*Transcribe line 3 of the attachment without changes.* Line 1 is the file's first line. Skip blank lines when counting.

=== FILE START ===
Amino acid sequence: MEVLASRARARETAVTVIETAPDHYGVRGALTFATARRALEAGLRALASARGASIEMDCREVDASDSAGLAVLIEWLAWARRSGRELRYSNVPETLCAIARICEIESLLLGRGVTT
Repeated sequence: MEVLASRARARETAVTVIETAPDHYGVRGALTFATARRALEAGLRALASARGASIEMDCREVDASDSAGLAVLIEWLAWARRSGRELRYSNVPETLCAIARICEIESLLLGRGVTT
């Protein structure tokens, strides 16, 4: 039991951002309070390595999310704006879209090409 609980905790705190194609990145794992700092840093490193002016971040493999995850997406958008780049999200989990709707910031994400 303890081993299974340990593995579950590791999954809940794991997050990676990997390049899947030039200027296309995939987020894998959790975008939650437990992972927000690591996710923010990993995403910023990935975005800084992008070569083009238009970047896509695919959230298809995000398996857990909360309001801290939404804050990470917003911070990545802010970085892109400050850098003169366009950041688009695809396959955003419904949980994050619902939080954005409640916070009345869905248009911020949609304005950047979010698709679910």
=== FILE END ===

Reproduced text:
């Protein structure tokens, strides 16, 4: 039991951002309070390595999310704006879209090409 609980905790705190194609990145794992700092840093490193002016971040493999995850997406958008780049999200989990709707910031994400 303890081993299974340990593995579950590791999954809940794991997050990676990997390049899947030039200027296309995939987020894998959790975008939650437990992972927000690591996710923010990993995403910023990935975005800084992008070569083009238009970047896509695919959230298809995000398996857990909360309001801290939404804050990470917003911070990545802010970085892109400050850098003169366009950041688009695809396959955003419904949980994050619902939080954005409640916070009345869905248009911020949609304005950047979010698709679910």